Mobile device FCC regulations for 2015 help the mobile user

Mobile Device FCC regulations for 2015 help the user

Mobile Device Access and Use Policy

Mobile device policy including the latest tables and smartphones and FTC guidelines

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1. Carriers can’t throttle ‘unlimited” data plans

The FTC made it clear this week in a statement that it will now consider throttling of “unlimited” plans a clear-cut case of false advertising. Both throttled plans and unlimited plans will still be legal. But they can no longer be the same plans.

2. Carriers can’t sell you slow data connectivity as ‘broadband’

The Federal Communications Commission on Thursday unceremoniously redefined what “broadband” means. The previous definition of “broadband” was a meager 4Mbps for downloads and 1Mbps for uploads. That standard was set four years ago.

The new minimums are 25Mbps for downloads and upload speeds of at least of 3Mbps.

As with cases that involve throttling of “unlimited” plans, this is a marketing matter. Providers can sell connectivity at any speed they want, but they can’t advertise it as “broadband” unless it meets the new criteria.

The fact even that 25Mbps is legally considered “broadband” hints at the pathetically low standards that data providers are held to in the U.S. Still, it’s a lot better than nothing.

3. Hotels can’t block your personal Wi-Fi hotspots

Long story short: Some hotels and other businesses, and most famously Marriott hotels, wanted to force hotel guests to pay up for a separate Wi-Fi connection for every device used in the hotel.

FCC Commissioner Jessica Rosenworcel and FCC Chairman Tom Wheeler both said in no uncertain terms that such blocking should not be allowed. Further, Rosenworcel said that even more unlicensed spectrum should be opened up for personal use.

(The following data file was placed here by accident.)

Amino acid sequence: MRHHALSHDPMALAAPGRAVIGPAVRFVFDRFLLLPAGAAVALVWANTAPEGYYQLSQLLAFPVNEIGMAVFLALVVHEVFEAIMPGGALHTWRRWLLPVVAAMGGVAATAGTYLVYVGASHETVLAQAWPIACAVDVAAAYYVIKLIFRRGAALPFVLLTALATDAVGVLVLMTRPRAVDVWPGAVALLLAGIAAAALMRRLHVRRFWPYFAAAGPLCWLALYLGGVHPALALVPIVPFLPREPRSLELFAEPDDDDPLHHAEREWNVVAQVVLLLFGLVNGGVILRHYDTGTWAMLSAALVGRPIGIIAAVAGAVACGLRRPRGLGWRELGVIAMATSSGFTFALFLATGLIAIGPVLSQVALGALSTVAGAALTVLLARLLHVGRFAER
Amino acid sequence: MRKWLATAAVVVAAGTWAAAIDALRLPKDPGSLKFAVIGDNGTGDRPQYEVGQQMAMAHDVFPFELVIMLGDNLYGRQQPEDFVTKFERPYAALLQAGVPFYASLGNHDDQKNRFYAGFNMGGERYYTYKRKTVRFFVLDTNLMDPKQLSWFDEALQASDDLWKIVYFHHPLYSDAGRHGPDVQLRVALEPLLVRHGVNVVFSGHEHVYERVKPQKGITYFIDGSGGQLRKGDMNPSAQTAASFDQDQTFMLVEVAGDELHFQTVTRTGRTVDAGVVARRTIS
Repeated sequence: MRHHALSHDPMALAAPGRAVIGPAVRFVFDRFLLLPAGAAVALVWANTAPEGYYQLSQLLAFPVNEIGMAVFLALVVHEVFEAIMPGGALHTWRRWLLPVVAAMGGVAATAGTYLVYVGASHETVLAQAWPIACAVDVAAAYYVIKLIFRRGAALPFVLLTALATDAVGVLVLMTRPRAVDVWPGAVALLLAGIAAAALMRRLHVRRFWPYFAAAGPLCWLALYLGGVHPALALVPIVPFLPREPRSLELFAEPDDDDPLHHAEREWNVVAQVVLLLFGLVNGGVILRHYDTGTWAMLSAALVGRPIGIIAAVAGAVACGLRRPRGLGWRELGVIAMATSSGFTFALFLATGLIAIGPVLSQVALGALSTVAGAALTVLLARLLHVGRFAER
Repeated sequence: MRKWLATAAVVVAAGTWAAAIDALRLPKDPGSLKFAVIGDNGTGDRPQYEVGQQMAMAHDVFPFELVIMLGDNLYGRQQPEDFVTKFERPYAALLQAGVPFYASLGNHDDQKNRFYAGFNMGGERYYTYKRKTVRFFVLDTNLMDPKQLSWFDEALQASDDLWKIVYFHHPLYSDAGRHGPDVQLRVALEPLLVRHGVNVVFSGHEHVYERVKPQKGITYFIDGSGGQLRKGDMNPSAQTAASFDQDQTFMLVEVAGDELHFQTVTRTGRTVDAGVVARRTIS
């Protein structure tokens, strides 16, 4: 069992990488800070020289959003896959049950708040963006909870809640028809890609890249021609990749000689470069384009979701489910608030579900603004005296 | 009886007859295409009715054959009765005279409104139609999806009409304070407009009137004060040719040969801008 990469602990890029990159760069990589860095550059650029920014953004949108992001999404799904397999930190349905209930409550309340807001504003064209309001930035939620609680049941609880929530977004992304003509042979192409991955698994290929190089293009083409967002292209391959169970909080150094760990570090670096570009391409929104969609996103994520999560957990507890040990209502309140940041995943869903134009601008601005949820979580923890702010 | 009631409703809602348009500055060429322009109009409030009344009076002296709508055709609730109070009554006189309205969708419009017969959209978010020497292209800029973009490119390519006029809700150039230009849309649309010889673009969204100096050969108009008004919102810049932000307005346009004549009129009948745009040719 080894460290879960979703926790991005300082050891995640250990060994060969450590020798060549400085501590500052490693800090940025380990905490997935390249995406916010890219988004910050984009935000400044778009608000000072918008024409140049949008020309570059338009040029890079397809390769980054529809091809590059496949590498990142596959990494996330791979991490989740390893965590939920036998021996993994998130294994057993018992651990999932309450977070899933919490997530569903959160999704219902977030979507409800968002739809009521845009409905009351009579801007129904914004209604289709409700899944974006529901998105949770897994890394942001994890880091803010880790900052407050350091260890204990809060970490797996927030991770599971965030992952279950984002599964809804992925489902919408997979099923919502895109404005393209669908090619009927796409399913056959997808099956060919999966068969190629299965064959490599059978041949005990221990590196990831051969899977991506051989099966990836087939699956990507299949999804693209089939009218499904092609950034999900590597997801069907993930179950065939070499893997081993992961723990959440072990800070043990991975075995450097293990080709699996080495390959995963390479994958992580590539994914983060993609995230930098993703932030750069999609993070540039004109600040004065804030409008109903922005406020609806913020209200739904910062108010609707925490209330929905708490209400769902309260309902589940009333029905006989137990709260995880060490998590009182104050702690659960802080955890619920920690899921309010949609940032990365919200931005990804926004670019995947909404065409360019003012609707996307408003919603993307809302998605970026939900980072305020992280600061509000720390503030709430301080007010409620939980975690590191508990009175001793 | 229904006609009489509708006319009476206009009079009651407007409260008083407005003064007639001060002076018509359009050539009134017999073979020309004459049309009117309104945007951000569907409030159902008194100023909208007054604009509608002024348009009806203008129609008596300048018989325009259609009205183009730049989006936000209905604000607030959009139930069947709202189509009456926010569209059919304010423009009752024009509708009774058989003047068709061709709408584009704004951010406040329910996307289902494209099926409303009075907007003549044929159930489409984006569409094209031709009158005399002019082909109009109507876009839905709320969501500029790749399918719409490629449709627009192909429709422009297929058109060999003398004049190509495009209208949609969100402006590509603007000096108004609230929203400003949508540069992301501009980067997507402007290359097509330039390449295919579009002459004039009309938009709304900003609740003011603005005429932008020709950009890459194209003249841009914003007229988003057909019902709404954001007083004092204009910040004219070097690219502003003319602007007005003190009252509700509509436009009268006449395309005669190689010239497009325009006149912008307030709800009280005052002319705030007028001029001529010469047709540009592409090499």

4. You don’t have to die needlessly because emergency personnel can’t locate you indoors.

When you’re in a crisis situation — one that involves, say, a medical emergency or criminal activity — a 911 call enables first responders to use your smartphone’s GPS to find out where you are with some degree of accuracy — as long as you’re outside. They do this through your carrier, and it’s information that carriers are required to provide.

This week, the FCC approved new rules that require carriers to, within two years, start using technology that’s able to provide the location of a 911 caller within 50 meters in at least 40% of cases.

5. You don’t have to tolerate slow airplane Wi-Fi anymore.

Gogo, which provides Wi-Fi service on airplanes, recently got approval from the FCC for a new service called 2Ku to be installed on 1,000 aircraft. The new service is satellite-based and several times faster than most airplane Wi-Fi systems — up to 70Mbps.

6. The entertainment industry can’t use emergency alerts in movie promotions

The FCC recently fined Viacom and ESPN $1.4 million for using official emergency alert tones in a promotion for a movie called Olympus Has Fallen. The warning sound was part of the movie, but people who heard it might have thought there was a real emergency.

In levying the fine, the FCC made it clear that, well, you just can’t do that.

7. It now is easier to file a complaint

The FCC this month launched a new website where consumers can complain about their cable, broadband and wireless service providers.

The new site replaces an old one that was plagued with antiquated design that made filing a complaint difficult.

Author: Victor Janulaitis

M. Victor Janulaitis is the CEO of Janco Associates. He has taught at the USC Graduate School of Business, been a guest lecturer at the UCLA’s Anderson School of Business, a Graduate School at Harvard University, and several other universities in various programs.

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